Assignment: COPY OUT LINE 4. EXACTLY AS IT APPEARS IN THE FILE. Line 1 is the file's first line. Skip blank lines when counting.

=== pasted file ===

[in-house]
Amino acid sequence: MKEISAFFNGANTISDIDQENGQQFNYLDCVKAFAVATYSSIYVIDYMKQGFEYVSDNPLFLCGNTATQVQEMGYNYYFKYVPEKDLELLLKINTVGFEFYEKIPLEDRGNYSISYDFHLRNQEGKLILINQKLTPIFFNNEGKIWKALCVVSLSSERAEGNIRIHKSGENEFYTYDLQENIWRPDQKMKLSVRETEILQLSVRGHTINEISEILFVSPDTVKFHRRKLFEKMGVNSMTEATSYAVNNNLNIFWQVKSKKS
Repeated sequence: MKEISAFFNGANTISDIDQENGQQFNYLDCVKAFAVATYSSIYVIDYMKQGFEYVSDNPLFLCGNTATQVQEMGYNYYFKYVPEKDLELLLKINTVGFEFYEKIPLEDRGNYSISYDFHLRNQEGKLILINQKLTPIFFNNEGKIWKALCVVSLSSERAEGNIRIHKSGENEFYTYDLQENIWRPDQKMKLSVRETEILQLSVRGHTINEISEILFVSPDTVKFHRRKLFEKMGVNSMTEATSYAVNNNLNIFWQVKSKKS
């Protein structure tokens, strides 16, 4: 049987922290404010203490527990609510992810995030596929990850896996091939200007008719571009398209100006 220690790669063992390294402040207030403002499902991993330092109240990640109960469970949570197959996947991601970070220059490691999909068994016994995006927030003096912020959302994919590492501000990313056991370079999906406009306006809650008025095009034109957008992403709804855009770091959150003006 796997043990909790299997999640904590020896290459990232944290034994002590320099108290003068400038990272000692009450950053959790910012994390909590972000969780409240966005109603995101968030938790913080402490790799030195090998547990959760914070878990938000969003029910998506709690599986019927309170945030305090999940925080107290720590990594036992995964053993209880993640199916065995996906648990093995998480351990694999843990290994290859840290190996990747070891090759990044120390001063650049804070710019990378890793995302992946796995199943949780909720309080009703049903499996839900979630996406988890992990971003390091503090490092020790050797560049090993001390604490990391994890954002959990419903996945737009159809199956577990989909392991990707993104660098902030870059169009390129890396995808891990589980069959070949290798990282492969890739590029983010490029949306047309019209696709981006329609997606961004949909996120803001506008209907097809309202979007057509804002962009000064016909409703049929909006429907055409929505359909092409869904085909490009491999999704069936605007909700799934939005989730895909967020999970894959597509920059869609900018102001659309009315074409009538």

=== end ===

């Protein structure tokens, strides 16, 4: 049987922290404010203490527990609510992810995030596929990850896996091939200007008719571009398209100006 220690790669063992390294402040207030403002499902991993330092109240990640109960469970949570197959996947991601970070220059490691999909068994016994995006927030003096912020959302994919590492501000990313056991370079999906406009306006809650008025095009034109957008992403709804855009770091959150003006 796997043990909790299997999640904590020896290459990232944290034994002590320099108290003068400038990272000692009450950053959790910012994390909590972000969780409240966005109603995101968030938790913080402490790799030195090998547990959760914070878990938000969003029910998506709690599986019927309170945030305090999940925080107290720590990594036992995964053993209880993640199916065995996906648990093995998480351990694999843990290994290859840290190996990747070891090759990044120390001063650049804070710019990378890793995302992946796995199943949780909720309080009703049903499996839900979630996406988890992990971003390091503090490092020790050797560049090993001390604490990391994890954002959990419903996945737009159809199956577990989909392991990707993104660098902030870059169009390129890396995808891990589980069959070949290798990282492969890739590029983010490029949306047309019209696709981006329609997606961004949909996120803001506008209907097809309202979007057509804002962009000064016909409703049929909006429907055409929505359909092409869904085909490009491999999704069936605007909700799934939005989730895909967020999970894959597509920059869609900018102001659309009315074409009538």